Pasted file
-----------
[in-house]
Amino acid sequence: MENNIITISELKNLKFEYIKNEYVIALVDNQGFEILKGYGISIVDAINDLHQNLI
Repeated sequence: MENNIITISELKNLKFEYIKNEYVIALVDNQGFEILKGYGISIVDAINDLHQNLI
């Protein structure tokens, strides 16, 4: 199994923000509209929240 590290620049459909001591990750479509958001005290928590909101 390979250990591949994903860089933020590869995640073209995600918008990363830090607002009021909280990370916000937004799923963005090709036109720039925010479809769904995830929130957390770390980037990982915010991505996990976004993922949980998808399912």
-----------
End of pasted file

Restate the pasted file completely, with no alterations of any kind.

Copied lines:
[in-house]
Amino acid sequence: MENNIITISELKNLKFEYIKNEYVIALVDNQGFEILKGYGISIVDAINDLHQNLI
Repeated sequence: MENNIITISELKNLKFEYIKNEYVIALVDNQGFEILKGYGISIVDAINDLHQNLI
């Protein structure tokens, strides 16, 4: 199994923000509209929240 590290620049459909001591990750479509958001005290928590909101 390979250990591949994903860089933020590869995640073209995600918008990363830090607002009021909280990370916000937004799923963005090709036109720039925010479809769904995830929130957390770390980037990982915010991505996990976004993922949980998808399912």